Over the years of running around and jumping on things the joints under go general wear and tear sometimes leading to arthritis. Arthritis is a degenerative disease where the joint is worn down leading to inflammation and possibly pain or restriction of movement in the joint. All pets can suffer from arthritis, it is very common in many animals and has been found to be more common in cats than many other species of animals, 1 in 3 elderly cats can be affected, with this number increasing with age.

Cats over the age of 7 that are overweight are more prone to developing arthritis, though it can occur at any age, weight and activity level. Cats that have had injuries to their bones or joints when younger can develop arthritis early as a result of this. Often it is the spine, hips or elbows that are the most affected joints in cats.

Cats are sneaky creatures and try to hide their discomfort from us, they are also generally quite inactive animals that sleep a large proportion of the day away so it can be hard to notice if your cat has arthritis. Some cats will have limping or stiffness associated with arthritis, other cats will have subtle changes to their behaviour such as difficulty jumping on or off things or will opt to take a longer but easier route to get onto things, for example instead of jumping onto the dining room table they may opt to jump onto the chair first. Some cats will lose strength in their hind legs and miss their targets when jumping or others will opt to just not jump anymore. Pain around the back or tail base area, matting of the coat around the tail base or back, crankiness when touched or picked up or even over grooming or chewing at themselves can be other signs of arthritis.

There are a number of things you can do to help your cat if you suspect he or she has arthritis, including but not limited to:

  • Maintain activity. Encourage gentle play such as walking or running along the ground.
  • Offer ‘step ups’ to the higher placed they like to sit on. Cardboard boxes work well, or you can have a fancy staircase designed for them as well.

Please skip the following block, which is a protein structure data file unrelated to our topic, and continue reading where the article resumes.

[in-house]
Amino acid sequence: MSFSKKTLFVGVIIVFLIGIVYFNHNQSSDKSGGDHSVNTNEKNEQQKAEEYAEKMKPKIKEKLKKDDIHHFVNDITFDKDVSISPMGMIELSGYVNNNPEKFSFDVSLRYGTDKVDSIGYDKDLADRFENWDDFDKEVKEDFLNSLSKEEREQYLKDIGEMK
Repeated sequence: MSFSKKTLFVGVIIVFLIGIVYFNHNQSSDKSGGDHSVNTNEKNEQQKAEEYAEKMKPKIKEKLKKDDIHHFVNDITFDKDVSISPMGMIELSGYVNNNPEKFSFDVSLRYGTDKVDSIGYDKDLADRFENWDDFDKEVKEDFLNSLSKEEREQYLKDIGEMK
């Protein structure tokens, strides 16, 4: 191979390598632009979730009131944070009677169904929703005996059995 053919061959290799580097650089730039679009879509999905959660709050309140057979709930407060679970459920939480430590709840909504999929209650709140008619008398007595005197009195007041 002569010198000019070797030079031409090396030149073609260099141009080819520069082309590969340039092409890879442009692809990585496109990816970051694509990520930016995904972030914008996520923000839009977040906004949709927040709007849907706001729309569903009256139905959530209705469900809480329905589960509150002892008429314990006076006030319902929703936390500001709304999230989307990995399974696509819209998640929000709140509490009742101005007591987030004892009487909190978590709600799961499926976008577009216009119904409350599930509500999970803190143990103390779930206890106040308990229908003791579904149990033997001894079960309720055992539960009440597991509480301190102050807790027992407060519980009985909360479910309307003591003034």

• Make sure food, water and resting areas are easy to access, particularly for those bad days.
  • Offer a litter tray with lower sides. We have some clients use old baking trays with absorbent pads placed around to help with any spray.
  • Control weight. Heavy or overweight cats will find it much harder to move around than a lighter cat. This will also help slow the progression of the arthritis.
  • Groom your cat gently. Try to remove all knots, matts and other debris from their coat. Some cats will benefit from a shave to avoid matting.
  • Warm and comfy bedding, particularly in autumn and winter.
  • Consider food supplements to help nourish the joint and slow down the wear and tear.
  • Pentosan or cartrophen injections. These are a series of weekly injections that help to support and lubricate joints.
  • Anti inflammatory medications. These can help reduce joint swelling or pain associated with your cats arthritis.

If you think your kitty may be affected by arthritis please feel free to contact any of our clinics, or mention your concerns at your kitty’s next vet visit.

 

For more information please check out:

http://catswitharthritis.com/

icatcare.org/advice/cat-health/arthritis-and-degenerative-joint-disease-cats